Even more impressive than the plan’s intricate financing is the consensus, even if it proves short-lived, among legislators, health industry, and public advocacy groups that the bill is worthwhile. The head of the Massachusetts group that has promoted the main single-payer alternative to this approach called it “an important, meaningful step forward.” The CEO of Tufts Health Plan, one of the state’s biggest insurers, said that the bill was “definitely a major advance.” To be sure, Tufts and other insurers stand to gain members through new subsidized insurance plans, and big employers won’t have to pay a steep payroll tax if they don’t offer coverage. But even though industry lobbyists and health reform advocacy groups lobbied fiercely on behalf of their respective plans, they were willing to compromise on a good alternative that pleases no one completely. At least for the moment, getting care to those who need it took precedence over ideology.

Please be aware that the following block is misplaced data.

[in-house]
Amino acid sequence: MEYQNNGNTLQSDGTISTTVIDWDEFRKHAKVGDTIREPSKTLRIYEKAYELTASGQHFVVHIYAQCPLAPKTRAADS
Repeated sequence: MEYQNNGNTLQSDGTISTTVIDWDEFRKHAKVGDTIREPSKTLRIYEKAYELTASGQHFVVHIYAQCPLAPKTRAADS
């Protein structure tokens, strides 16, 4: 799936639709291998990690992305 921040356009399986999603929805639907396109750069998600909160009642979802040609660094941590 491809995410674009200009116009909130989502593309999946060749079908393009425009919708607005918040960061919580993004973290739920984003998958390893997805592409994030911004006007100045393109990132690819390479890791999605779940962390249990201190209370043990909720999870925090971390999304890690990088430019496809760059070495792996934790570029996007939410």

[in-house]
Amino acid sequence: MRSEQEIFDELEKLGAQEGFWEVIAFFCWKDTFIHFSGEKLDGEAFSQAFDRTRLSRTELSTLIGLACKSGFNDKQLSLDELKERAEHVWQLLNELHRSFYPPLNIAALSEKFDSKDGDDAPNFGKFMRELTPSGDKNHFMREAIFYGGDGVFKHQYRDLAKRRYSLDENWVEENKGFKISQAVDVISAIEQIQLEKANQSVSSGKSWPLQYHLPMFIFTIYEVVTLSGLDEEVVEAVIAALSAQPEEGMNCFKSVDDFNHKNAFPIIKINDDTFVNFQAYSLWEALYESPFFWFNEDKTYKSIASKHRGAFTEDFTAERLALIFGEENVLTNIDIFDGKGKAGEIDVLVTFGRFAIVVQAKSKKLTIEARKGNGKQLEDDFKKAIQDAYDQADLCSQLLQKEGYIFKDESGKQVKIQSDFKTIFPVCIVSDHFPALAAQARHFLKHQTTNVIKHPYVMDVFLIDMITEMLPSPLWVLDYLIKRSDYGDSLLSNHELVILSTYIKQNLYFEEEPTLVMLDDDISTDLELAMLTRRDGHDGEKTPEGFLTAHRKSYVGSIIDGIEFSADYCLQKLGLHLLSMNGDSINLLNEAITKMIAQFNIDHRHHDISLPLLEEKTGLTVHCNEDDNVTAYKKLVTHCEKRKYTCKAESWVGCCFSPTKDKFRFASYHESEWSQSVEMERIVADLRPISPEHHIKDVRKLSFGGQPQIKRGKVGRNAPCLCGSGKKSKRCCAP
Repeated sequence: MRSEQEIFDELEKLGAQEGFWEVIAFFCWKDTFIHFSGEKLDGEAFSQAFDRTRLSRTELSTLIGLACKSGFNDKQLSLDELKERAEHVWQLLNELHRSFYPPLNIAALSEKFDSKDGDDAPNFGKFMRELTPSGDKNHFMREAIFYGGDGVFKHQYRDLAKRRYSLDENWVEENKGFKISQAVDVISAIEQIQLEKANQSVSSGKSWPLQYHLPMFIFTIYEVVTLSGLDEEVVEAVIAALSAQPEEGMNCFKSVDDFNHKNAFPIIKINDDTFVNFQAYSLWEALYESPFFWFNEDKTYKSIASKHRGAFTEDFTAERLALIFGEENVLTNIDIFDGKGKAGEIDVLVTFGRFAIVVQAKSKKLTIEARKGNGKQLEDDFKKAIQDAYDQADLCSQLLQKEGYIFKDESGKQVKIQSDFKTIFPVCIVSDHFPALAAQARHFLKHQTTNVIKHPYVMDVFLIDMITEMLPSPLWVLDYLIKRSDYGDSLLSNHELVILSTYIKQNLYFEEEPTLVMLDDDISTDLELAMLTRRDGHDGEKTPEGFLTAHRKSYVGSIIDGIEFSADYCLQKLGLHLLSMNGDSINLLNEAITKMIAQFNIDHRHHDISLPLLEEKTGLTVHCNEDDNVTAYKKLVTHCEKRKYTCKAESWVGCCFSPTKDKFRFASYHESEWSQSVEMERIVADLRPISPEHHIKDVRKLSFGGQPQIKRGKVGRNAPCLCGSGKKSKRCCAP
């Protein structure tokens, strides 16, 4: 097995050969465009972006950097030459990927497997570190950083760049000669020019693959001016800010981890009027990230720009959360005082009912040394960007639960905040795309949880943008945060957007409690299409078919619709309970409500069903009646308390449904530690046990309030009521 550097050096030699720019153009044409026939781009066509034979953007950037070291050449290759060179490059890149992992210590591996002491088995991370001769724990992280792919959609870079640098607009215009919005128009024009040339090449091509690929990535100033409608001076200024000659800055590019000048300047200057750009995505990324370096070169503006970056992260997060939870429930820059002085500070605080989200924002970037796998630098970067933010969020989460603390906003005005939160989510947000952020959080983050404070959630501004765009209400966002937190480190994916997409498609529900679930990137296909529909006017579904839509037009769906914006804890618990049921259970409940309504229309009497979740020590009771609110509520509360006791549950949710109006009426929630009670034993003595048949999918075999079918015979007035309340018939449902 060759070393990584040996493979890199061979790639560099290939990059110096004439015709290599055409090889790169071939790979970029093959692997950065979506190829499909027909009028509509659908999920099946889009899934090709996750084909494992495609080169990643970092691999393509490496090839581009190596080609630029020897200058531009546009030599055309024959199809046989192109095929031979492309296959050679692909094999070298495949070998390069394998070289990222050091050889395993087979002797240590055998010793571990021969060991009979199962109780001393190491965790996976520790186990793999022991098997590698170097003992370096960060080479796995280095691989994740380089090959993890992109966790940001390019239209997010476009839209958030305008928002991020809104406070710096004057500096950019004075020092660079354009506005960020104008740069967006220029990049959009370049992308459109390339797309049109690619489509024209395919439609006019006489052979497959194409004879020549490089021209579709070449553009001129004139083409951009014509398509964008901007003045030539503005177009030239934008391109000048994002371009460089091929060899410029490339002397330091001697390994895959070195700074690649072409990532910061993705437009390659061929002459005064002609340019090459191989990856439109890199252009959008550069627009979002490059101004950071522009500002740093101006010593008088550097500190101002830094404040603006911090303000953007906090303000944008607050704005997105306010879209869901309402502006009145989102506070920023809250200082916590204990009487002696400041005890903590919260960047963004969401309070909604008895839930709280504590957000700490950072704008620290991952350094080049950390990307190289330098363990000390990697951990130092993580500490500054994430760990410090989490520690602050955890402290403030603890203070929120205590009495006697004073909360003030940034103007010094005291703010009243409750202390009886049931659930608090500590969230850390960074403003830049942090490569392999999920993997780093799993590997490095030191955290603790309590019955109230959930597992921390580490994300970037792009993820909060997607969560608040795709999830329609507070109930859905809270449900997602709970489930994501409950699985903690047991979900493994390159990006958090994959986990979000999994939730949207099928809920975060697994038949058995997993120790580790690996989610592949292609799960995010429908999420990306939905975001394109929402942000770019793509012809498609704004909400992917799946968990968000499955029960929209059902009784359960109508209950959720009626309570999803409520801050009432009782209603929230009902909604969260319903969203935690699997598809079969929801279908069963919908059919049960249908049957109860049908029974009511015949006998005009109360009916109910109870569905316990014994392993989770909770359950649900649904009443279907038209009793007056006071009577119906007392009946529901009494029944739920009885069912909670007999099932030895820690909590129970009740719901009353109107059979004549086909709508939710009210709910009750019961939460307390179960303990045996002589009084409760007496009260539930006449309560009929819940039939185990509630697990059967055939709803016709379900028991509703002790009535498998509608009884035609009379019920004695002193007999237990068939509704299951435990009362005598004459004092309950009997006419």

Such flexibility
needs to carry over to a national debate.
Perhaps it will.

Policy types are salivating over seeing how several key features of this type work in practice. For instance, a number of analysts (including
this author
) have recommended that individual mandates and a government agency that oversees and works directly with private health plans (this umpire’s role is called the Connector in this bill) be prominent features of a workable national plan. These ideas now exist mainly on paper and not in real life, but they are well worth trying.